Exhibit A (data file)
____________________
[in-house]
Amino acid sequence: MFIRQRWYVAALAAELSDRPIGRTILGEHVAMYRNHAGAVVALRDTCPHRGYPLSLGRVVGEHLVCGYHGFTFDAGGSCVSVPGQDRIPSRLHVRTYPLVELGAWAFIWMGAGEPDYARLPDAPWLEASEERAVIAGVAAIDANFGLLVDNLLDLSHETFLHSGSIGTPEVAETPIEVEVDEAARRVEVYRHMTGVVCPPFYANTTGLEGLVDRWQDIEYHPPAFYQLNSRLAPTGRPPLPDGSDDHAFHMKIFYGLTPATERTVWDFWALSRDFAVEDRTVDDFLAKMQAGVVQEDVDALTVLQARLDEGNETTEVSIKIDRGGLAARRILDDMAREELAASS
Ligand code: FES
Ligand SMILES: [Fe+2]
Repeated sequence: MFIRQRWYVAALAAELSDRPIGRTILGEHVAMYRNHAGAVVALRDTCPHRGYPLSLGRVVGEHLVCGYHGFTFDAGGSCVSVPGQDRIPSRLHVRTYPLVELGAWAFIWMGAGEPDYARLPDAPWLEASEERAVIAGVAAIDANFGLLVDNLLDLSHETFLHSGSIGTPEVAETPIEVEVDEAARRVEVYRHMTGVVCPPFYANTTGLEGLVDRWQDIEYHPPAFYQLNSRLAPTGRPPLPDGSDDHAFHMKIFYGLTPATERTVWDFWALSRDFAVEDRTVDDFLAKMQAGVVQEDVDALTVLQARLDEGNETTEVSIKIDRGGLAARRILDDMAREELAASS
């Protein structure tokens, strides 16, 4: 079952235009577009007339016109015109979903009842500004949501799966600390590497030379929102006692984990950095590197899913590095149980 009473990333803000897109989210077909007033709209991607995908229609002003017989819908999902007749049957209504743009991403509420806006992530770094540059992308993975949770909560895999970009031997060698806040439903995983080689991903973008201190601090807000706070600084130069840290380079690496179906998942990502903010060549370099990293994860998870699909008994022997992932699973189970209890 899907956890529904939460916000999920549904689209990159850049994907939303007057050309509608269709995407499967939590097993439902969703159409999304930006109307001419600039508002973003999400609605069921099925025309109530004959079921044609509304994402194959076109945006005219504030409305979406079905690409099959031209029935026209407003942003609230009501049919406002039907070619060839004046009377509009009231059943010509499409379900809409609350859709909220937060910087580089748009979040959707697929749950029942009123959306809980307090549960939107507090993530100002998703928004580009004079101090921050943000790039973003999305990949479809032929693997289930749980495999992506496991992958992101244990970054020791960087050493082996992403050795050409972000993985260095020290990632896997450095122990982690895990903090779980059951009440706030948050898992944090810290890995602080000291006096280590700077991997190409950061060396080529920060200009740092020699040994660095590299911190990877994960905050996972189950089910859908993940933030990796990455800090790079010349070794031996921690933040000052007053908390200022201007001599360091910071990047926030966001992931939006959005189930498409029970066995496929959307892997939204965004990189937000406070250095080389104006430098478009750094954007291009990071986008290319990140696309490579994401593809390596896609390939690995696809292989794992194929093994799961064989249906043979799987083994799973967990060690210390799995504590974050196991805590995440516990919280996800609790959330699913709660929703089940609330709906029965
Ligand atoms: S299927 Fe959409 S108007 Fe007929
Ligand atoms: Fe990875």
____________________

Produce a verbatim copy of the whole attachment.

[in-house]
Amino acid sequence: MFIRQRWYVAALAAELSDRPIGRTILGEHVAMYRNHAGAVVALRDTCPHRGYPLSLGRVVGEHLVCGYHGFTFDAGGSCVSVPGQDRIPSRLHVRTYPLVELGAWAFIWMGAGEPDYARLPDAPWLEASEERAVIAGVAAIDANFGLLVDNLLDLSHETFLHSGSIGTPEVAETPIEVEVDEAARRVEVYRHMTGVVCPPFYANTTGLEGLVDRWQDIEYHPPAFYQLNSRLAPTGRPPLPDGSDDHAFHMKIFYGLTPATERTVWDFWALSRDFAVEDRTVDDFLAKMQAGVVQEDVDALTVLQARLDEGNETTEVSIKIDRGGLAARRILDDMAREELAASS
Ligand code: FES
Ligand SMILES: [Fe+2]
Repeated sequence: MFIRQRWYVAALAAELSDRPIGRTILGEHVAMYRNHAGAVVALRDTCPHRGYPLSLGRVVGEHLVCGYHGFTFDAGGSCVSVPGQDRIPSRLHVRTYPLVELGAWAFIWMGAGEPDYARLPDAPWLEASEERAVIAGVAAIDANFGLLVDNLLDLSHETFLHSGSIGTPEVAETPIEVEVDEAARRVEVYRHMTGVVCPPFYANTTGLEGLVDRWQDIEYHPPAFYQLNSRLAPTGRPPLPDGSDDHAFHMKIFYGLTPATERTVWDFWALSRDFAVEDRTVDDFLAKMQAGVVQEDVDALTVLQARLDEGNETTEVSIKIDRGGLAARRILDDMAREELAASS
């Protein structure tokens, strides 16, 4: 079952235009577009007339016109015109979903009842500004949501799966600390590497030379929102006692984990950095590197899913590095149980 009473990333803000897109989210077909007033709209991607995908229609002003017989819908999902007749049957209504743009991403509420806006992530770094540059992308993975949770909560895999970009031997060698806040439903995983080689991903973008201190601090807000706070600084130069840290380079690496179906998942990502903010060549370099990293994860998870699909008994022997992932699973189970209890 899907956890529904939460916000999920549904689209990159850049994907939303007057050309509608269709995407499967939590097993439902969703159409999304930006109307001419600039508002973003999400609605069921099925025309109530004959079921044609509304994402194959076109945006005219504030409305979406079905690409099959031209029935026209407003942003609230009501049919406002039907070619060839004046009377509009009231059943010509499409379900809409609350859709909220937060910087580089748009979040959707697929749950029942009123959306809980307090549960939107507090993530100002998703928004580009004079101090921050943000790039973003999305990949479809032929693997289930749980495999992506496991992958992101244990970054020791960087050493082996992403050795050409972000993985260095020290990632896997450095122990982690895990903090779980059951009440706030948050898992944090810290890995602080000291006096280590700077991997190409950061060396080529920060200009740092020699040994660095590299911190990877994960905050996972189950089910859908993940933030990796990455800090790079010349070794031996921690933040000052007053908390200022201007001599360091910071990047926030966001992931939006959005189930498409029970066995496929959307892997939204965004990189937000406070250095080389104006430098478009750094954007291009990071986008290319990140696309490579994401593809390596896609390939690995696809292989794992194929093994799961064989249906043979799987083994799973967990060690210390799995504590974050196991805590995440516990919280996800609790959330699913709660929703089940609330709906029965
Ligand atoms: S299927 Fe959409 S108007 Fe007929
Ligand atoms: Fe990875």